Albertsen on the problems of screening and active surveillance

A paper just published in European Urology addresses pathologic outcomes among men initially managed with active surveillance and subsequently treated by deferred radical prostatectomy (RP). The paper stimulated an important set of editorial comments by Albertsen, which we strongly recommend to readers (along with the response from the authors of the original paper).

The original paper by Bul et al. is available in full on line. The authors set out to evaluate the pathological findings among a cohort of men participating in the so-called PRIAS study, in which men diagnosed with low-risk prostate cancer (defined as clinical stage T2, PSA < 10 ng/ml, PSA density < 0.2 ng/ml/ml, one or two positive biopsy cores, and Gleason 6) are initially managed on active surveillance. If patients show clear signs of risk reclassification — either because of a Gleason score > 6 or > 2 positive biopsy cores on a repeat biopsy or because of a PSA doubling time of < 3 years — they are then advised that a deferred RP (or some other form of treatment) may be appropriate. Men could also opt to have treatment simply because of anxiety about being on active surveillance or for other reasons, even if there was no increase in their risk level.

Bul et al. looked specifically at a cohort of men who went on to have a deferred RP after an initial period on active surveillance. Their data showed that:

  • The cohort comprised a total of 189 patients.
    • 143/189 men (75.7 percent) met protocol-based recommendations for deferred RP.
    • 24/189 men (12.7 percent) requested deferred RP because of anxiety.
    • 22/189 men (11.6 percent) had a deferred RP for other reasons (given in the full text).
  • Median time from initial diagnosis to RP was 1.3 years.
  • Relevant pathology results were available in 167/189 cases (88.4 percent).
  • 134/167 patients (80.8 percent) had organ-c0nfined disease.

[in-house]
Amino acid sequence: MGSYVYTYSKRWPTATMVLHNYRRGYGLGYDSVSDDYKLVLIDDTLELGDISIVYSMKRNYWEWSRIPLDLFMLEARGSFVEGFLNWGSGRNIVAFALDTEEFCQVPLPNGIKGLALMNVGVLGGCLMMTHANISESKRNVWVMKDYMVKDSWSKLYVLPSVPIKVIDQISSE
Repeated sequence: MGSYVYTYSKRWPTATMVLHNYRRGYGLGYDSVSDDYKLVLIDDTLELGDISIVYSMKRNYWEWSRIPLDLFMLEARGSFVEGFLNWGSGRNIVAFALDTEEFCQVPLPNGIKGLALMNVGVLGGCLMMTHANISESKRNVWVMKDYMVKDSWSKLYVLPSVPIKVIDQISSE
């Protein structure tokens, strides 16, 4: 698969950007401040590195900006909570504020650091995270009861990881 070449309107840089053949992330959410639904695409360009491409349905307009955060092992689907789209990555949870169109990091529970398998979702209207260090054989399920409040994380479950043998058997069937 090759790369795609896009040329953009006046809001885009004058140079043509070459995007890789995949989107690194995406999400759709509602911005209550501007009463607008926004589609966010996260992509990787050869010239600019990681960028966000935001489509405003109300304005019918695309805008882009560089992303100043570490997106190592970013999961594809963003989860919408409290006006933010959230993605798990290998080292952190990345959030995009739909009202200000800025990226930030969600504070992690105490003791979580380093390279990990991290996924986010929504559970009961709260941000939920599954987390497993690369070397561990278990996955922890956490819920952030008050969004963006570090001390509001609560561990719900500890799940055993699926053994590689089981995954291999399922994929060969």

• 32/167 patients (19.2 percent) had extracapsular extension.
  • Gleason scores were
    • 3 + 3 = 6 in 79/167 patients (47.3 percent)
    • 3 + 4 = 7 in 64/167 patients (38.3 percent)
    • 4 + 3 = 7 in 21/167 patients (12.6 percent)
    • 4 + 4 = 8  in 3 patients (1.8 percent)
  • Unfavorable pathological results (pT3-4 disease and /or a Gleason score of 4 + 3 = 7 or higher) were identified in 49/167 patients (29 percent).
  • 33/49 men (67 percent) with unfavorable pathological results had a biopsy-associated reason for deferred RP.

The authors conclude that most men in this cohort (71 percent) initially followed on active surveillance still have organ-confined disease and favorable Gleason grading at the time of deferred RP and that, also in most cases, there was a sound protocol-based reason to switch from active surveillance to deferred RP.

So now let’s turn to Albertsen’s editorial (the full text of which is also freely available on line). We are not going to try to summarize this editorial because we really believe that this set of comments needs to be read in full. However, what we will do is quote two key sentences:

The main message coming from the paper by Bul et al. is that we have relatively poor tools to identify clinically significant PCa. While trials have shown that screening reduces PCa mortality, the absolute reduction is modest.

While Bul et al. note that future research needs to be focused on improving our ability to identify men at real need for curative therapy as opposed to active surveillance, Albertsen’s point is that — at present — we are still trying to identify and confirm the accuracy of the tools we need to do this. Could some form of imaging test be helpful here? Sure it could. Do we have well-established data demonstrating that such an imaging test is currently available? No, we don’t.

In their response to Albersen’s editorial, Bull and her colleagues make the very reasonable point that, until we have truly discriminatory tests, we are stuck with using what we have (the PSA test and various types of image-guided biopsy), and we will just have to do the best that we can with what is available.

One Response

  1. I wholeheartedly agree with Bul et al. that we need better tests for detecting significant prostate cancer. Until we do that, we are just playing roulette with whether to go with active surveillance or not. Yes, for most people, active surveillance may turn out to be better choice, but as an individual, I would probably choose immediate treatment as a safer choice.

    As a side note, I did find some statements in Albertson’s editorial as somewhat misleading. For example, I will disagree with his statement, “Given that PSA testing identifies an excessive number of men with potentially indolent Gleason 6 tumors, …” A high PSA value just raises a red flag with the chances of prostate cancer increasing with an increase in PSA value. But it is the prostate biopsy which determines the cancer and its grade (even though it could do better on that). Thus, PSA tests may be blamed for excessive biopsies, but not for finding excessive prostate cancer.

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